• Childhood obesity
  • Diminished mental and physical performance
  • Diminished salivary gland function

But how much water is ‘enough’?  The very helpful answer is: it depends.  It depends on your weight, food consumption, physical activity, environment and diuretic consumption (caffeine and alcohol).   As a guide, you should be drinking 1ml of water per calorie of food.  So, if you’re eating 2,500 calories per day that means you should be drinking 2.5L of water per day.  However, approximately 1L of that will come from food (especially fruits and vegetables) and another 250ml coming from the water of oxidation.  That leaves 1.25L, or 5 cups, that needs to come from drinking water.  Follow?

However, these are the calculations for an inactive individual.  If you/’re doing exercise then you are sweating more and need to drink more.  A rough guide is to consume 1L of water per hour of exercise.  So, want to figure out how much water you should be drinking per day?  Try this calculation:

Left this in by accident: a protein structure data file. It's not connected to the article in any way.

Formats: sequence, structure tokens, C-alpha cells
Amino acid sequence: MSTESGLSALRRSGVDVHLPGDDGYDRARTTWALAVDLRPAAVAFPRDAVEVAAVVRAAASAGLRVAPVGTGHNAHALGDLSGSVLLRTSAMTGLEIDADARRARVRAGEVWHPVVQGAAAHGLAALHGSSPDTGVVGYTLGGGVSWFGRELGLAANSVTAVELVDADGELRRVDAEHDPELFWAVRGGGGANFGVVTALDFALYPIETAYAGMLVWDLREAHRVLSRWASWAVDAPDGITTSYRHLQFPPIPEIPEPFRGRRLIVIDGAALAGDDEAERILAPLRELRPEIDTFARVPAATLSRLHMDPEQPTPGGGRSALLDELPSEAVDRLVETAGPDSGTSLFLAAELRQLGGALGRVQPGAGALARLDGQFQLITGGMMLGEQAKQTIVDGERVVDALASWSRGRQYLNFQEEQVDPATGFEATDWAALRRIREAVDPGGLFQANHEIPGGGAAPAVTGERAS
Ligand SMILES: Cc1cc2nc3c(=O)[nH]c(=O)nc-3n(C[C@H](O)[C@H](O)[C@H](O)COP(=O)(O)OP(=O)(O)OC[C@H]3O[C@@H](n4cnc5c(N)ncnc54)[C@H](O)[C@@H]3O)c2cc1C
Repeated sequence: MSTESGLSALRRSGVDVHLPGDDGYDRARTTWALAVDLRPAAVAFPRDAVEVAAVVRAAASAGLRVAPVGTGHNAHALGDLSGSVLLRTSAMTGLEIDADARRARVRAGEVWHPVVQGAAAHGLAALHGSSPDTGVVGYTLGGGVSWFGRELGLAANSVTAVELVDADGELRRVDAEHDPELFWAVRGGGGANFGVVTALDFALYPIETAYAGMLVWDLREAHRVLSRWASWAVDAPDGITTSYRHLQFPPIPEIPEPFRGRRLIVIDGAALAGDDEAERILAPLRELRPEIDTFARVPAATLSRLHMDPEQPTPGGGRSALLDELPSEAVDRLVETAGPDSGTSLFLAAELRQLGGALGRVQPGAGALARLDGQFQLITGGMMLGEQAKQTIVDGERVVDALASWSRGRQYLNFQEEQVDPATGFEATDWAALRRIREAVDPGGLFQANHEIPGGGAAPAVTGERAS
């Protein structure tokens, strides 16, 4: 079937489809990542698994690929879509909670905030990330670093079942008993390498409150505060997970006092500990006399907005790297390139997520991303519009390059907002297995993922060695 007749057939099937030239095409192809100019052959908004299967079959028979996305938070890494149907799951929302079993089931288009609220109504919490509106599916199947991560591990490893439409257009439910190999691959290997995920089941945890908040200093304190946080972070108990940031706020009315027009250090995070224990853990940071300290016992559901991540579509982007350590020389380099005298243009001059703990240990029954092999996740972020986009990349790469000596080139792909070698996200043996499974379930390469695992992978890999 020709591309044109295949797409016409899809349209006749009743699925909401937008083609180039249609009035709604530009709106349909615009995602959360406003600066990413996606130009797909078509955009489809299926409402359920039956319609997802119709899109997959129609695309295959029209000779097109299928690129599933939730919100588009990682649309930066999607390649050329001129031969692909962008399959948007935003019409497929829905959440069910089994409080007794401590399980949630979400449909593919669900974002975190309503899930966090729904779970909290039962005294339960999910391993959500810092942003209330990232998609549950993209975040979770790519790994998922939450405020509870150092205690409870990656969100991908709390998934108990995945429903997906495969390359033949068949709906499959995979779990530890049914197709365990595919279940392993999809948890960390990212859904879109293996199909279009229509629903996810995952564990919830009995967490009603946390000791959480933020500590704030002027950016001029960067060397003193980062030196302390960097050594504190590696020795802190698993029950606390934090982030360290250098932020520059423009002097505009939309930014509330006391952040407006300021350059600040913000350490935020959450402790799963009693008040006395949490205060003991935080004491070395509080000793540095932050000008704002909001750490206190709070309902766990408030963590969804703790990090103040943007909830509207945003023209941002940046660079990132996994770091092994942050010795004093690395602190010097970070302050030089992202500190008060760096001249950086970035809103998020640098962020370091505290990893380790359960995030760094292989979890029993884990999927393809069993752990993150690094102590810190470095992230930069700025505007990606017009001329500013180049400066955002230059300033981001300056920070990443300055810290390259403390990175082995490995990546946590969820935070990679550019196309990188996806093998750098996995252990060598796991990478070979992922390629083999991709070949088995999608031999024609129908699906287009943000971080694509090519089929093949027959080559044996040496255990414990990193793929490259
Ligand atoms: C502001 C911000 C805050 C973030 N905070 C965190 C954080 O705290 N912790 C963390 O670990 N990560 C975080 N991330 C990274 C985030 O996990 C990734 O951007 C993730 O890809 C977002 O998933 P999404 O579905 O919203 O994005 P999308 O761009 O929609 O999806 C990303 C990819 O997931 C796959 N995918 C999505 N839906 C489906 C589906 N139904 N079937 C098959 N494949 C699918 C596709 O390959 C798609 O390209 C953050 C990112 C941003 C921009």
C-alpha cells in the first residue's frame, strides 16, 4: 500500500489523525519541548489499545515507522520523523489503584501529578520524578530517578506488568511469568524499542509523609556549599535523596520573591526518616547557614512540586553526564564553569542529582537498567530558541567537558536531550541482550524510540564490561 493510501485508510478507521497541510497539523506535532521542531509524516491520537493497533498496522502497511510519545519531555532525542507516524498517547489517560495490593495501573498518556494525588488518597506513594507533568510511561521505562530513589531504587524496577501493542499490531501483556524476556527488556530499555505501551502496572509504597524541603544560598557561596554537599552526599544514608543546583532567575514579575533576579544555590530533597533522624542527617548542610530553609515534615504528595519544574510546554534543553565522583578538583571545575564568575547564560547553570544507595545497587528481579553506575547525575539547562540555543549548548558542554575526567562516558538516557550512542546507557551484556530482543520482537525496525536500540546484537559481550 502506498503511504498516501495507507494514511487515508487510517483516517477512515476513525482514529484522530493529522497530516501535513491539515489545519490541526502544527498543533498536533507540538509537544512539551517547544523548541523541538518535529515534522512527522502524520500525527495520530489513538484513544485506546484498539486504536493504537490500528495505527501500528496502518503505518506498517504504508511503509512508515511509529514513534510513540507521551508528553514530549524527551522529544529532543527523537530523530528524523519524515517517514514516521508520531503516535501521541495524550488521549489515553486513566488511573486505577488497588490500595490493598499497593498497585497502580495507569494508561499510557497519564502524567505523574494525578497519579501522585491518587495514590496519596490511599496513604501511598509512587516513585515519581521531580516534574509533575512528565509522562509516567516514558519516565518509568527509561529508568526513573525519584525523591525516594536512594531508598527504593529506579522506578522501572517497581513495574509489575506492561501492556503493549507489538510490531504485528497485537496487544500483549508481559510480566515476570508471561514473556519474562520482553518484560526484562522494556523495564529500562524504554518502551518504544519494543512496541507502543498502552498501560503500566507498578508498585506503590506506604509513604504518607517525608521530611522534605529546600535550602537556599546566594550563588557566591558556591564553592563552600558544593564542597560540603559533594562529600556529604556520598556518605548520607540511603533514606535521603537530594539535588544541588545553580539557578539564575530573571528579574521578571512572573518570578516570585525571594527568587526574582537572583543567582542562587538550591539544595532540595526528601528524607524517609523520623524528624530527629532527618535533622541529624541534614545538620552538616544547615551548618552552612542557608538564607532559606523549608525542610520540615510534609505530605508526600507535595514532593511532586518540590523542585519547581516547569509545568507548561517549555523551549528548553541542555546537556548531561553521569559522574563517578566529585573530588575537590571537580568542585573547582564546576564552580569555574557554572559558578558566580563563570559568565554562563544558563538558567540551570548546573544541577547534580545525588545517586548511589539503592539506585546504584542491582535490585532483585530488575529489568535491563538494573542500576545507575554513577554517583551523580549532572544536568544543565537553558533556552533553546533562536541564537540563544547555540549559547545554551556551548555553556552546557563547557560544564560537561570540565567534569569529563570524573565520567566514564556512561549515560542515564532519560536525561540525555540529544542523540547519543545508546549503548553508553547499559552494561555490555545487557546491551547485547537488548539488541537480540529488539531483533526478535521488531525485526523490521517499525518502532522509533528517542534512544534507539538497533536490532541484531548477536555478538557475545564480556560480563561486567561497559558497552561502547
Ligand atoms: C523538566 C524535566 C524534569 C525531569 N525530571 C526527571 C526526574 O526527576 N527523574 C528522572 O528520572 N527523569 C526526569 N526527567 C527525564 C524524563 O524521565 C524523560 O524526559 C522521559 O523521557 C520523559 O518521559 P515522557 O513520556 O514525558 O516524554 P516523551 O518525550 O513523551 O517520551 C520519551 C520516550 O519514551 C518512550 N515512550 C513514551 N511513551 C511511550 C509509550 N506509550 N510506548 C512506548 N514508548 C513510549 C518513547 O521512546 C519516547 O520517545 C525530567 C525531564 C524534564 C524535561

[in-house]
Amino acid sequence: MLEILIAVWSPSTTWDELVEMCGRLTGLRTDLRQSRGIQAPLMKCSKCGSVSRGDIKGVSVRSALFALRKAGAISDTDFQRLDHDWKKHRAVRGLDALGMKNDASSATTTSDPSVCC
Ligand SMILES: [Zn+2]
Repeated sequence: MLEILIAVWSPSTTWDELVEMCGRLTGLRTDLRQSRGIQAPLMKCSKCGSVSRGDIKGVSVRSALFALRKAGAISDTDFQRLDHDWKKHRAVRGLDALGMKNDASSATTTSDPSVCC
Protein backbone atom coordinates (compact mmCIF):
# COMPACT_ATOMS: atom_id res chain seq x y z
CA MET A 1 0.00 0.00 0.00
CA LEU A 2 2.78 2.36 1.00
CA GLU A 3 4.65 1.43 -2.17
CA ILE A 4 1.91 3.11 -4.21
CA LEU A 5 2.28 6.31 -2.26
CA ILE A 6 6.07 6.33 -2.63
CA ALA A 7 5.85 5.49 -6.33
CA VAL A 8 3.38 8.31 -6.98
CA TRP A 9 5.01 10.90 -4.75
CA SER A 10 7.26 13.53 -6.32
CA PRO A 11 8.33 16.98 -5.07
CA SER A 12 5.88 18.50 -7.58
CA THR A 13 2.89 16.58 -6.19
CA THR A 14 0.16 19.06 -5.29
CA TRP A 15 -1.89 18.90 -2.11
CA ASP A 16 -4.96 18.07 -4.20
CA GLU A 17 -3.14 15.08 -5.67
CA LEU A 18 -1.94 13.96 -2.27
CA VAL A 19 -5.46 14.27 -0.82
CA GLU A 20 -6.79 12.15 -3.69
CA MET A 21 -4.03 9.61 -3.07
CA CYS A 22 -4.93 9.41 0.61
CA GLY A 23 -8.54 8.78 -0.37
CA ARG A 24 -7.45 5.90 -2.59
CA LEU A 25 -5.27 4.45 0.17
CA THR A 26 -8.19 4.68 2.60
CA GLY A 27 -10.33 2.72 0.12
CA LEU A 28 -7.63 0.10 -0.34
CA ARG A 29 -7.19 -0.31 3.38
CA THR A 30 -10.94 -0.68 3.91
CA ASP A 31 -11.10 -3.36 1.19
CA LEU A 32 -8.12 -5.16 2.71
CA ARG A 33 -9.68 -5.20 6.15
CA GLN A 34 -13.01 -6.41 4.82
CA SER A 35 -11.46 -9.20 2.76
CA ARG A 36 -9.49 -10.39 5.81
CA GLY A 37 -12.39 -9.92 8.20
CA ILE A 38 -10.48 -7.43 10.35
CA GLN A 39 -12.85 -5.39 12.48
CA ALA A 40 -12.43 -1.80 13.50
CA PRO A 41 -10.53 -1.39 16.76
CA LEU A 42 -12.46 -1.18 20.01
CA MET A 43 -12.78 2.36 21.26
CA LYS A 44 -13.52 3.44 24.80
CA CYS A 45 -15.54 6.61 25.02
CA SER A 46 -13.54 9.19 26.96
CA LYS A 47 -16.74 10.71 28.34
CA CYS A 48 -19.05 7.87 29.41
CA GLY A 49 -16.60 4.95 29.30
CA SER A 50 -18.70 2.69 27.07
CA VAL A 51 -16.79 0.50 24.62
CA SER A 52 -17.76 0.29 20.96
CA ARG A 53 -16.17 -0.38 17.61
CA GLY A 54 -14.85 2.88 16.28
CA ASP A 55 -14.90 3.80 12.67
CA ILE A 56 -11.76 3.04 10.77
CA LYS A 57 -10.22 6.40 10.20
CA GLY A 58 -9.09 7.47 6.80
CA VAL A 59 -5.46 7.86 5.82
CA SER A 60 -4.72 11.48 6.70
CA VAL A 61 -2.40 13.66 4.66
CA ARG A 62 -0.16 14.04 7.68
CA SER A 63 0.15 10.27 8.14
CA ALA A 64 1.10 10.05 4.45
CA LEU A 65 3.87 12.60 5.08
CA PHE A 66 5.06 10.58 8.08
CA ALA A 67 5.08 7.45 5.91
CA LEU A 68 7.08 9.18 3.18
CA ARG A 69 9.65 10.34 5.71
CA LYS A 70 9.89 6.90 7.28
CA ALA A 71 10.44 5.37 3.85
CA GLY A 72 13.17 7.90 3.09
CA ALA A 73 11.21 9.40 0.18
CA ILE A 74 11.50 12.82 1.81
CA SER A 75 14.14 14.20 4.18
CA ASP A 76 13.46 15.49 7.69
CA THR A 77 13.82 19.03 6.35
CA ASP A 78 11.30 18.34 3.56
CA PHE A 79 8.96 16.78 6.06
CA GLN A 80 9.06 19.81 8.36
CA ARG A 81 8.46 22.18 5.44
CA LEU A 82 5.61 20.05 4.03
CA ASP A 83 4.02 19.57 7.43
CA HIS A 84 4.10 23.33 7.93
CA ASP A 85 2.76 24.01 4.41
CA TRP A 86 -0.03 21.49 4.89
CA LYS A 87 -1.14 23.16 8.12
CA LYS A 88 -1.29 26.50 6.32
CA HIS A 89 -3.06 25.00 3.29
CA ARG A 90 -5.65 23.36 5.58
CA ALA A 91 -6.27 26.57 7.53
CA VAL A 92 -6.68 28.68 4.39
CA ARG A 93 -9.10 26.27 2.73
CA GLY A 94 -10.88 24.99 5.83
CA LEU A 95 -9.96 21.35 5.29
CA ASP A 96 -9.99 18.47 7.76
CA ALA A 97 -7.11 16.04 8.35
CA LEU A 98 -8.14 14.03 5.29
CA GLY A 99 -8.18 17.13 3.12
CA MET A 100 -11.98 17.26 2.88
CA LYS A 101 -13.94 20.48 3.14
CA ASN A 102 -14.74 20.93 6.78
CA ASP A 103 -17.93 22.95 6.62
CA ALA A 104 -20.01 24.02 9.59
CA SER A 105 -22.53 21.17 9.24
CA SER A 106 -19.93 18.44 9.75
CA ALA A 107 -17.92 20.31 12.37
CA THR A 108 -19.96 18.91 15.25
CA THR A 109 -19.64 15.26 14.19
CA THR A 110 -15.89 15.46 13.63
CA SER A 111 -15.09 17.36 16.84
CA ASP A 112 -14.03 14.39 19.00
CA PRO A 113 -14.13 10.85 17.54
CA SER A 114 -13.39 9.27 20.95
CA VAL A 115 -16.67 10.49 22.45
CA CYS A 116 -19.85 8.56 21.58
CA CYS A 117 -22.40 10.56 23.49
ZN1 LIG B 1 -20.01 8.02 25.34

[Number of calories/1,000] + [hours of exercise x 1] – 1.25 (fluids from food and oxidation) = number of litres per day

So, if I eat 2,800 calories per day and exercise for 45mins, my water intake calculation will be:

[2,800 calories/1,000] + [0.75 x 1] – 1.25
2.8                 +      0.75     – 1.25  =  2.3L